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Impact of low temperature on genome-wide expression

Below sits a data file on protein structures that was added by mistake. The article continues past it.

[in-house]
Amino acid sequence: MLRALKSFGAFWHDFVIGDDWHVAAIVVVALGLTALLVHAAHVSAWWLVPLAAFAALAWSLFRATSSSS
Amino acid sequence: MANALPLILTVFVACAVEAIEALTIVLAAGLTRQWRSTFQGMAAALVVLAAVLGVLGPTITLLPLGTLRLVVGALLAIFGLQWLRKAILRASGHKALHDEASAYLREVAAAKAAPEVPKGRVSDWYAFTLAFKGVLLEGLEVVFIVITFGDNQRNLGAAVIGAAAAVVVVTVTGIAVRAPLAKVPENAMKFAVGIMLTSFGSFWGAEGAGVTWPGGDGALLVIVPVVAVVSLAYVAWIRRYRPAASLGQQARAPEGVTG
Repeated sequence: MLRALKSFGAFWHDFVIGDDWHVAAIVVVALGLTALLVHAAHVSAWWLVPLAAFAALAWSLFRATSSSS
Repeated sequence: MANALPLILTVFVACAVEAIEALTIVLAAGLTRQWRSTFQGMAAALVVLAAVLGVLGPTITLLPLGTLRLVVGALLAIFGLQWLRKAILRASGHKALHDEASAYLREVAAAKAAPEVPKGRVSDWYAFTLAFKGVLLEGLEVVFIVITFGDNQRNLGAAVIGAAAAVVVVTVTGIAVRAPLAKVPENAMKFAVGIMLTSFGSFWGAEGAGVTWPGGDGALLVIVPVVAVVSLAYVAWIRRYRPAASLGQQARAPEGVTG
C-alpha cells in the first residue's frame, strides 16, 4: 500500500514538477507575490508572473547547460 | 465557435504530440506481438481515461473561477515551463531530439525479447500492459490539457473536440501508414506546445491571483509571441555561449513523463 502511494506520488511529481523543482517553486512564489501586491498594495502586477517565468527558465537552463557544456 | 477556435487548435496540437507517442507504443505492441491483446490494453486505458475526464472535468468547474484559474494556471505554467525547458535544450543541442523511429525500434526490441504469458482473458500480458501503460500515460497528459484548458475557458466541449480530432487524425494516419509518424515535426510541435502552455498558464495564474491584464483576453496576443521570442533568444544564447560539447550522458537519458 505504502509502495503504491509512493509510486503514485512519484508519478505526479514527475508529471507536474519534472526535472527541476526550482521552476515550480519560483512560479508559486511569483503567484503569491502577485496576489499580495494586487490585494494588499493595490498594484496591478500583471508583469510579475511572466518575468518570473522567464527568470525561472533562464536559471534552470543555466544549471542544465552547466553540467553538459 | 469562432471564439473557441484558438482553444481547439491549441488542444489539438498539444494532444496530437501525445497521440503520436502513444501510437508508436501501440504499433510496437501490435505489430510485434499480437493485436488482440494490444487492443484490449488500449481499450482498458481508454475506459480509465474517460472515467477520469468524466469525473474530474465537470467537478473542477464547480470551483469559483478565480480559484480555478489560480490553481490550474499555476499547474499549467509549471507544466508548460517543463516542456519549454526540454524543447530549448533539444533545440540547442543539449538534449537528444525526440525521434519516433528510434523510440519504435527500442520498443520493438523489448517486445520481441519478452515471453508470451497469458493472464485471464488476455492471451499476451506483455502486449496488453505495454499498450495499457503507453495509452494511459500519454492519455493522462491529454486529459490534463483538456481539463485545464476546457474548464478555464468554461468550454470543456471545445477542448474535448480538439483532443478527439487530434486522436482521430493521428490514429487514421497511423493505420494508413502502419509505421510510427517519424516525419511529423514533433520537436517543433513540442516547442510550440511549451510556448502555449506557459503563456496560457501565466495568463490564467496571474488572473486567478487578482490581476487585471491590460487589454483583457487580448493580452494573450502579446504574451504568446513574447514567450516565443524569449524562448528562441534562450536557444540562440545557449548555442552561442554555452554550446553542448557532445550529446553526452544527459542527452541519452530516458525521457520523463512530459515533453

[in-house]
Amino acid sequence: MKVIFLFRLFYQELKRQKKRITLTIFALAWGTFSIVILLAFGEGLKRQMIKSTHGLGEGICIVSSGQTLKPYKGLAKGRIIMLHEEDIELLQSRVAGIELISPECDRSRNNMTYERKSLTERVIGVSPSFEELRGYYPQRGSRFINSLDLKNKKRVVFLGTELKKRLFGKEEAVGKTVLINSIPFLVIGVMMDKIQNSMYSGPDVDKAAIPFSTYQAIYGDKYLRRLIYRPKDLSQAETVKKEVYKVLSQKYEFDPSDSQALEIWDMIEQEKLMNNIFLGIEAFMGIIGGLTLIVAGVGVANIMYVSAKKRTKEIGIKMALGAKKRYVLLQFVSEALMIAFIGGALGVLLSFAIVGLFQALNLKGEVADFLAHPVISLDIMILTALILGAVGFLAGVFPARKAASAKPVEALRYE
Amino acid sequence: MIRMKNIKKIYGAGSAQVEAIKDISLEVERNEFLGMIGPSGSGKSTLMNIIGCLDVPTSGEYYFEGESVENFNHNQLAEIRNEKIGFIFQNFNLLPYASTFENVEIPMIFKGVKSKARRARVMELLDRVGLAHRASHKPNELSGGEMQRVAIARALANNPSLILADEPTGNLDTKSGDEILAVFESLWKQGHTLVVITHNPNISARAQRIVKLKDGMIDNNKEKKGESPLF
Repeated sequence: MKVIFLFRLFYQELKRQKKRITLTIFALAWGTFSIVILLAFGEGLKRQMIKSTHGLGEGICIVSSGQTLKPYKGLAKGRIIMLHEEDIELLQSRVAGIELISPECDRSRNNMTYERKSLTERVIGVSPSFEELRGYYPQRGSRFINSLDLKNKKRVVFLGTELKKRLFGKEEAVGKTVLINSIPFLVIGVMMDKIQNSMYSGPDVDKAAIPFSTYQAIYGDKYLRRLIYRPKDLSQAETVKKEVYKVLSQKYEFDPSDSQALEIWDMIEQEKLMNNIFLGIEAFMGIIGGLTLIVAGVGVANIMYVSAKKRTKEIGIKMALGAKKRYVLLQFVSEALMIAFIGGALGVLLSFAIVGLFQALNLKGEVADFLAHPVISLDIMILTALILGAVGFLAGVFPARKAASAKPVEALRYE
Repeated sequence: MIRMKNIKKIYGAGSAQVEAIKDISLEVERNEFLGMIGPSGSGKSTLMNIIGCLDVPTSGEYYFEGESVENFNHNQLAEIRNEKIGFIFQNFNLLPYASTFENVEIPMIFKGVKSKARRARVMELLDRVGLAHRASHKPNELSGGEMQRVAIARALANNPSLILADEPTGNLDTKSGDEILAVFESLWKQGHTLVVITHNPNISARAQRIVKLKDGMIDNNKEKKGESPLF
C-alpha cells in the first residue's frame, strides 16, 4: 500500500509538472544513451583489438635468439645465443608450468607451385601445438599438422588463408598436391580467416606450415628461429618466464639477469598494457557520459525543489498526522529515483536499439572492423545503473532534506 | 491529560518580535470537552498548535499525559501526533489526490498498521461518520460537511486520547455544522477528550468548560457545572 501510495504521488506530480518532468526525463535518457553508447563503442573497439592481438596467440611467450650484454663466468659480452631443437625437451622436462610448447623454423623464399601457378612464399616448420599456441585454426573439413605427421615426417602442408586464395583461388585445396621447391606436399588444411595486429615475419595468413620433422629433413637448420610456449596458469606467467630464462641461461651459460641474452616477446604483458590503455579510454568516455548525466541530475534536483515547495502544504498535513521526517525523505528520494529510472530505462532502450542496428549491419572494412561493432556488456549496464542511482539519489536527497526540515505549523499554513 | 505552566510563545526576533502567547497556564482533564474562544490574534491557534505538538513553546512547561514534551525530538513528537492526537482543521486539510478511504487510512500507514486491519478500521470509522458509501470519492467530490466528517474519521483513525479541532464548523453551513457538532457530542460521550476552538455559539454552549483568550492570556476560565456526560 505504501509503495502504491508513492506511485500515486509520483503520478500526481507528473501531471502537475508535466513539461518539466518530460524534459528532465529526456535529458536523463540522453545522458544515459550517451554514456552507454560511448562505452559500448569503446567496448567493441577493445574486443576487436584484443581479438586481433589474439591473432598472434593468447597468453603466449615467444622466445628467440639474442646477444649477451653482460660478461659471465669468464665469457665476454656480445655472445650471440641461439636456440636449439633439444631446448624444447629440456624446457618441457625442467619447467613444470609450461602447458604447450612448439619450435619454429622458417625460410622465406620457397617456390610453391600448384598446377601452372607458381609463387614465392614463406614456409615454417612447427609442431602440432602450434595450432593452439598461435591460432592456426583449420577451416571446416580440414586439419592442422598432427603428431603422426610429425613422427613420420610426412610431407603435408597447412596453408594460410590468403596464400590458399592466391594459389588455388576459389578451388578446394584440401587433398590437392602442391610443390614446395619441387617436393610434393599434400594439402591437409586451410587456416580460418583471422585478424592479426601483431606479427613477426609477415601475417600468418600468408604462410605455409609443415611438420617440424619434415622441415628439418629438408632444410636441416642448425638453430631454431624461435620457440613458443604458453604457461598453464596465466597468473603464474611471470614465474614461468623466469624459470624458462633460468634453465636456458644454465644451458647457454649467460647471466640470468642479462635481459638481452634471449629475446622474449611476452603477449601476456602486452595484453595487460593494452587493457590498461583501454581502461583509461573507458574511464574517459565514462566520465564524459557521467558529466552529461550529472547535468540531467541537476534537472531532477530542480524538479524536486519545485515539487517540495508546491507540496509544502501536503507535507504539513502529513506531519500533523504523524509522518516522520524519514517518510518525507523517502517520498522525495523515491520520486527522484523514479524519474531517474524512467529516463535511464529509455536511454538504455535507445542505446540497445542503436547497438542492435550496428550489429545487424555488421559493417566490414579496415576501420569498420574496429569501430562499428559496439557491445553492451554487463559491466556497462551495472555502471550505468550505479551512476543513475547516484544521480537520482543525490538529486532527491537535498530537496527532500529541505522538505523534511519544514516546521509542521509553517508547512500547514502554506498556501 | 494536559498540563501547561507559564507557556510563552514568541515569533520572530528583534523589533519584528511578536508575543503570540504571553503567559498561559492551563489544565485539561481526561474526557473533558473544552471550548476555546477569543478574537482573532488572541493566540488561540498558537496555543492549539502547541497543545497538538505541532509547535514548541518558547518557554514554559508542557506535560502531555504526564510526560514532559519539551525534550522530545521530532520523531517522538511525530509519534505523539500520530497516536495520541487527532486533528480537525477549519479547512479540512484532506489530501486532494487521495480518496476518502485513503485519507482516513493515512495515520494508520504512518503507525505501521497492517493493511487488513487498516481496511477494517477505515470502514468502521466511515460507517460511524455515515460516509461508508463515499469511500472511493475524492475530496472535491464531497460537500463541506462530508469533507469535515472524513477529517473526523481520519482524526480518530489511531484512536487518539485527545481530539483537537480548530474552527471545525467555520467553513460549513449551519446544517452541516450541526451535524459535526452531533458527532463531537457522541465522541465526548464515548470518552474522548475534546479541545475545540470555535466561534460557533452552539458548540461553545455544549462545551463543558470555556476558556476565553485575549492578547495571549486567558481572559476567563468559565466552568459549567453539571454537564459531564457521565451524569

In response to an abrupt drop in temperature, a change in gene expression has been postulated to allow for adaptation to the low-temperature environment (Sahara et al., 2002; Schade et al., 2004). This response is gene and time specific and involves the differential regulation of certain genes (Zhang et al., 2001, 2003; Sahara et al., 2002; Schade et al., 2004), presumably as a result of the altered physiological state of the cell caused by reduced membrane transport, accumulation of misfolded proteins, and reduced enzyme activity (Sahara et al., 2002; Schade et al., 2004). The early phase of the cold shock response involves adjustments to membrane fluidity and prevents destabilization of RNA secondary structures to allow efficient protein translation. The late phase involves the up-regulation of genes involved in the general stress response, including those encoding heat shock proteins and metabolic enzymes engaged in glycogen and trehalose metabolism (Sahara et al., 2002; Schade et al., 2004). Sahara et al. (2002) demonstrated that the genes involved in the general stress response are up-regulated following 4 hours of low-temperature exposure, whilst Schade et al. (2004) showed that they are still being up-regulated following 12 and/ or 60 hours of low-temperature exposure. The gene expression profile during growth at low temperatures (Homma et al., 2003) has been reported but this is to be differentiated from cold shock gene expression profiles since the former does not involve a sudden downshift in temperature.

 
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